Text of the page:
inland waterways.
    Here, such use of VHF is definitely discouraged. It's used, occasionally,
    for alerting others to your presence, or discovering their intentions,
    though I've never done either. Agreeing at sea to a crossing-plan that
    doesn't accord with colregs is a definite no-no (though Doug didn't imply
    that was happening). This derives partly from a collision off Odessa about
    15 years ago, in which two vessels came to such an agreement by VHF, but
    then somehow failed to implement it, and collided with the loss of more
    than 400 lives. The masters each got 15 years in jail.
    Of course, one reason for a different attitude to VHF in our waters is that
    language-confusion is a bigger problem here. English is commonly used, but
    the potential for misunderstanding is that much greater when it's an
    unfamiliar language.
    Doug said-
    >There are small radar reflectors
    >one can attach to the upper mast that increase the radar return of your
    >vessel by a factor of 2.
    Yes and no. I have had one of these for 30 years. It acts as a sort of
    talisman to keep the big-ships away, a bit like a rabbit's foot in the
    pocket. It works, to some extent. But whenever I discuss these things with
    a merchant mariner, they regularly tell me of encounters with small craft,
    even those carrying reflectors, which didn't show on radar until
    surprisingly close up.
    The UK yachting mag., Practical Boat Owner, has made a useful study of this
    question, finding that any combination of (boat + reflector) can show, at
    certain aspect directions, a null in the radar return, with significantly
    less reflection than for the boat on its own, or the reflector on its own.
    How can reflection from the two, combined, be less than it is from either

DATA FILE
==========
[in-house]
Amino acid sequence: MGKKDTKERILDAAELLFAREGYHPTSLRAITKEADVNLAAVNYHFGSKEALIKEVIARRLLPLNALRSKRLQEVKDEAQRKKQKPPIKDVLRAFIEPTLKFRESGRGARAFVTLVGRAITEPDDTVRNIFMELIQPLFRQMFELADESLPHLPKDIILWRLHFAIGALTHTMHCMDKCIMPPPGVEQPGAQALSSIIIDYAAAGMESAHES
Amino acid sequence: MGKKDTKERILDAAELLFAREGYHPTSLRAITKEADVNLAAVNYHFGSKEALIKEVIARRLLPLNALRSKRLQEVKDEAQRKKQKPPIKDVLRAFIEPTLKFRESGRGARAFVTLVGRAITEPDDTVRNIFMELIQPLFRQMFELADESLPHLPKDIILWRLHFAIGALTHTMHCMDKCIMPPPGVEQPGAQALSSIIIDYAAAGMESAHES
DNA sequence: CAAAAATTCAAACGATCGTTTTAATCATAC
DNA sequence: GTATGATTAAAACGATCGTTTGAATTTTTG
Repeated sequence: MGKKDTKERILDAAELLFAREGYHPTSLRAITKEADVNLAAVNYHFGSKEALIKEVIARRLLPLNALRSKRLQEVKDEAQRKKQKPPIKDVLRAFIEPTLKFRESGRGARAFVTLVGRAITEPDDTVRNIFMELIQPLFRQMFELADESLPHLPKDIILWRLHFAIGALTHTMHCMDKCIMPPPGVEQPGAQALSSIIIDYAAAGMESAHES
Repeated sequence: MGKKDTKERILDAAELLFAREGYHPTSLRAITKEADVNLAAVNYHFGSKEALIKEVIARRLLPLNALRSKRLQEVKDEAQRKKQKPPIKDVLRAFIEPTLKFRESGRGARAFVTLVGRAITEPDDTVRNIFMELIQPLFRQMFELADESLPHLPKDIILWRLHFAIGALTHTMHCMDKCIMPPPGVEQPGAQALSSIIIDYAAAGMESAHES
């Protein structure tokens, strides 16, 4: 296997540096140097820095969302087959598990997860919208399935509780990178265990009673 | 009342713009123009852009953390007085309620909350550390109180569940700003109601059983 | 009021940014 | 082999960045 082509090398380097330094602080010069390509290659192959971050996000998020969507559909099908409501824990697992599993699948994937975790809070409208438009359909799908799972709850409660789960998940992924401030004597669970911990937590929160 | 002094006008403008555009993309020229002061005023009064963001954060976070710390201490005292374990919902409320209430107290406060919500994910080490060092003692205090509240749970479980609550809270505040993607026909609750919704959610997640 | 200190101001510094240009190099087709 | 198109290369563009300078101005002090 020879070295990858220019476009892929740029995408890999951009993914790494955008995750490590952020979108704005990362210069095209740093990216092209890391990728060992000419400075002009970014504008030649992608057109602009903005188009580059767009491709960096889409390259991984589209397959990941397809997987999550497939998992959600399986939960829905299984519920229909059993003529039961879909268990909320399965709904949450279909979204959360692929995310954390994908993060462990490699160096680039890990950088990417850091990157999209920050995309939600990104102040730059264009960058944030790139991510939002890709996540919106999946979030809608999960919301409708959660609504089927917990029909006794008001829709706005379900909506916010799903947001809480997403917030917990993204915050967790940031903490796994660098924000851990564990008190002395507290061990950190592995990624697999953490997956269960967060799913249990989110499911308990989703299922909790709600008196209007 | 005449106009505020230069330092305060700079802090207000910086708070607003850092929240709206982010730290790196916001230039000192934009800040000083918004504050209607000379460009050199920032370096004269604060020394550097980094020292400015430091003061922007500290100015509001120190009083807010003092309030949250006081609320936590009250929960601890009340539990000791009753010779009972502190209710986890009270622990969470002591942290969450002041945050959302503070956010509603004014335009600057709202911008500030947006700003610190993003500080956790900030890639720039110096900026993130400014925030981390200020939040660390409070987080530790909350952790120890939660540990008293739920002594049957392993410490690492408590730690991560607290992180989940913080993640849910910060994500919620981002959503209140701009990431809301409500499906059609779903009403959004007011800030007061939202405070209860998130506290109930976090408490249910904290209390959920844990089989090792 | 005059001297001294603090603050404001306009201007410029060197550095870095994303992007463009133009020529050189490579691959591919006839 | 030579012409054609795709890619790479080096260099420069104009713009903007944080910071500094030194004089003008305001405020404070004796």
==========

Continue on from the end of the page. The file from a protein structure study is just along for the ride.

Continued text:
component separately? Simple, really. It depends on the relative phase of
    the two reflections. If they are in phase, the signals will add. If they
    are out of phase, they will cancel. At the short wavelengths involved in
    radar, a small shift in the relative positions by a few centimetres is
    sufficient to change from adding to cancelling. This can happen due to a
    small shift in the heading of the craft doing the reflecting. There may be
    many such "nulls" in the polar diagram of the reflection.
    So, what's the conclusion from this? Even in the best conditions of no
    wave-clutter and a good radar reflector, a small craft may be quite
    invisible by radar for some time, until its aspect changes. The radar
    screen may be clear of images, but that doesn't mean that there is not a
    vulnerable small craft, properly fitted with a reflector, somewhere in
    danger near the bow. The bridge windows serve a real purpose.
    contact George Huxtable by email at george---.u-net.com, by phone at
    01865 820222 (from outside UK, +44 1865 820222), or by mail at 1 Sandy
    Lane, Southmoor, Abingdon, Oxon OX13 5HX, UK.